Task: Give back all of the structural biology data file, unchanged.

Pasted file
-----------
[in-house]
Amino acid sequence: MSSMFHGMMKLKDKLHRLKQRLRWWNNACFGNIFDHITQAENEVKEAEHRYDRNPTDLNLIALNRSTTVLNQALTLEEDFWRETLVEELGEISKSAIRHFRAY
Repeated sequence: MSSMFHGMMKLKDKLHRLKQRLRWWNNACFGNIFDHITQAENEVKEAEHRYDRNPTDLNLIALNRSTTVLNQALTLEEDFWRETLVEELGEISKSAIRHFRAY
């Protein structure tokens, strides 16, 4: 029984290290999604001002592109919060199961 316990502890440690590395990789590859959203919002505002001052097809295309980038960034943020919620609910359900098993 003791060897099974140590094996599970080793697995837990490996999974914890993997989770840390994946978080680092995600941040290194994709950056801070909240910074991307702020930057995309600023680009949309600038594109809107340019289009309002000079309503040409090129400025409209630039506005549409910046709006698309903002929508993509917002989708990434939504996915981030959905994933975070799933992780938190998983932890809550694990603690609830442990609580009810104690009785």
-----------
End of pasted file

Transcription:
[in-house]
Amino acid sequence: MSSMFHGMMKLKDKLHRLKQRLRWWNNACFGNIFDHITQAENEVKEAEHRYDRNPTDLNLIALNRSTTVLNQALTLEEDFWRETLVEELGEISKSAIRHFRAY
Repeated sequence: MSSMFHGMMKLKDKLHRLKQRLRWWNNACFGNIFDHITQAENEVKEAEHRYDRNPTDLNLIALNRSTTVLNQALTLEEDFWRETLVEELGEISKSAIRHFRAY
């Protein structure tokens, strides 16, 4: 029984290290999604001002592109919060199961 316990502890440690590395990789590859959203919002505002001052097809295309980038960034943020919620609910359900098993 003791060897099974140590094996599970080793697995837990490996999974914890993997989770840390994946978080680092995600941040290194994709950056801070909240910074991307702020930057995309600023680009949309600038594109809107340019289009309002000079309503040409090129400025409209630039506005549409910046709006698309903002929508993509917002989708990434939504996915981030959905994933975070799933992780938190998983932890809550694990603690609830442990609580009810104690009785």